One thing I'd suggest is making sure you check out your prospective camera's user interface and hard buttons.
My first two digital cameras had many fancy menu choices for stuff I'd never use, and commonly used options were buried under other menus. I fumbled around long enough with these problems to miss some great shots.
You'll have a learning curve with any digital camera, but make sure you get a camera that feels somewhat intuitive to you.
Clearly labeled hard buttons for the functions you think you'll most commonly use, rather than having to go through menu options, help, too.
Sorry if this has been addressed. It's such a great question with so many helpful answers that I could have easily missed the topic.
Also make sure your camera has almost no shutter lag. You can miss great shots because of it, and I have experienced that, courtesy of my first two digital cameras. Just a couple seconds of lag can make you miss the shot, and it's awkward getting everybody to say, "Cheese, say Cheese again, say it again, -- click -- here we go."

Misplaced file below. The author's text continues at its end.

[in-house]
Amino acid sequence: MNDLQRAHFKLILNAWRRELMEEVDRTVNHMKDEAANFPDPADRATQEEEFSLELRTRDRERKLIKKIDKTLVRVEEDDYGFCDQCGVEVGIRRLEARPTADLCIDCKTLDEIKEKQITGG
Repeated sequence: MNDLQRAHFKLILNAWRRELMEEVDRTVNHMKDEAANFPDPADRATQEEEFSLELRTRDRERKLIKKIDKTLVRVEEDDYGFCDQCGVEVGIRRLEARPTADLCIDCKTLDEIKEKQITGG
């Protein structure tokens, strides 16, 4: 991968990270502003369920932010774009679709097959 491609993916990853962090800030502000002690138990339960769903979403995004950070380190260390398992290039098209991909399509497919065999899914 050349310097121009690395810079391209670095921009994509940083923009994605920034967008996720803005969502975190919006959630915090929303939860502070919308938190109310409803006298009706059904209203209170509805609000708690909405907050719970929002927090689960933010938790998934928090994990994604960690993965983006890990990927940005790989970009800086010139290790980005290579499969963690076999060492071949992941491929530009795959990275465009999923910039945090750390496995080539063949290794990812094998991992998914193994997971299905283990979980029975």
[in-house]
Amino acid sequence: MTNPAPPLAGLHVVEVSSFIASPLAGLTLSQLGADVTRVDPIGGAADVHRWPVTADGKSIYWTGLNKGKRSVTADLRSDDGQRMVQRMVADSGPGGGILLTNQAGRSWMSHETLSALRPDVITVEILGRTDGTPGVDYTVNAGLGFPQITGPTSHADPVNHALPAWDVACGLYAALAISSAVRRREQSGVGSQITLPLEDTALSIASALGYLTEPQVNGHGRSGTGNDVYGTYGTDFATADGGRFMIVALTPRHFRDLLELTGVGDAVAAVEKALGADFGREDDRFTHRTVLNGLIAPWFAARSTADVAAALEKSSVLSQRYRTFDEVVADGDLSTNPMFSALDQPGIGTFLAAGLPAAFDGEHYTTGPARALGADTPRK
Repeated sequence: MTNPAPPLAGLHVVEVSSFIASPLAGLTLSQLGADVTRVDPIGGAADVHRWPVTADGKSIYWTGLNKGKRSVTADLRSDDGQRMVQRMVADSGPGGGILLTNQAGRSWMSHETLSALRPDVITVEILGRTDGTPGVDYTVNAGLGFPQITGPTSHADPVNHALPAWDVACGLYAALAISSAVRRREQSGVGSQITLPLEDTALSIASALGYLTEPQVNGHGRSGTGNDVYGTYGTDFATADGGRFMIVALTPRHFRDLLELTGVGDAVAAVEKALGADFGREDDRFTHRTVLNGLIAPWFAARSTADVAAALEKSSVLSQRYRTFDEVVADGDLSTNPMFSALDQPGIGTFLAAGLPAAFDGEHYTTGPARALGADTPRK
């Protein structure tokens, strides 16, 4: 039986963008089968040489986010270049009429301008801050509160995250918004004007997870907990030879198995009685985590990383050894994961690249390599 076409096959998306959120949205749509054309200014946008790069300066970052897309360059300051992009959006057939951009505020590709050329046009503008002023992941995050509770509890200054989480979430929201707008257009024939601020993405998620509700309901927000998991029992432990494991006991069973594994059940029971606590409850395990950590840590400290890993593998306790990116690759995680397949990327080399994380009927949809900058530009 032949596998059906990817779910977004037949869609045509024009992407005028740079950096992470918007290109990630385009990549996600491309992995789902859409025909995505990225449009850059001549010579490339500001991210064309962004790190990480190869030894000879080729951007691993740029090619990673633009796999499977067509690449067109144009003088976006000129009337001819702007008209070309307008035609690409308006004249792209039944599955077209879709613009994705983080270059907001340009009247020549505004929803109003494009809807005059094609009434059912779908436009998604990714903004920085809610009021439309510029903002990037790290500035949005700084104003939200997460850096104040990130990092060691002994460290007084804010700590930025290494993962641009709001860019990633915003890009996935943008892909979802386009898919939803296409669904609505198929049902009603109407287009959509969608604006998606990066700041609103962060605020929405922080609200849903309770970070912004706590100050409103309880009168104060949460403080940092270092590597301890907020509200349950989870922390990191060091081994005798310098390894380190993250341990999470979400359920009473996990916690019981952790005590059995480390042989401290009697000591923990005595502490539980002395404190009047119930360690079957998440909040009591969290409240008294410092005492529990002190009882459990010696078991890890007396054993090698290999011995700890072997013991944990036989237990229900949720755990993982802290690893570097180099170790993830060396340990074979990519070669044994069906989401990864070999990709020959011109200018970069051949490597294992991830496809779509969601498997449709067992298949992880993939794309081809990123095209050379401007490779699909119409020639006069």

You don't have to spend mega-bucks to get a camera with the "essentials" I suggest.
For example, I use a little Canon Digital Elph that's exactly the width and height of a (3/4" thick) credit card. It goes almost everywhere with me and takes surprisingly decent pictures. My other camera is a much more expensive Canon Digital Rebel XP.
Turn up the volume with our Apple Byte sweeps!
Two lucky winners will take home the coveted smart speaker that lets Siri help you around your connected house. This sweepstake ends Feb. 25, 2018.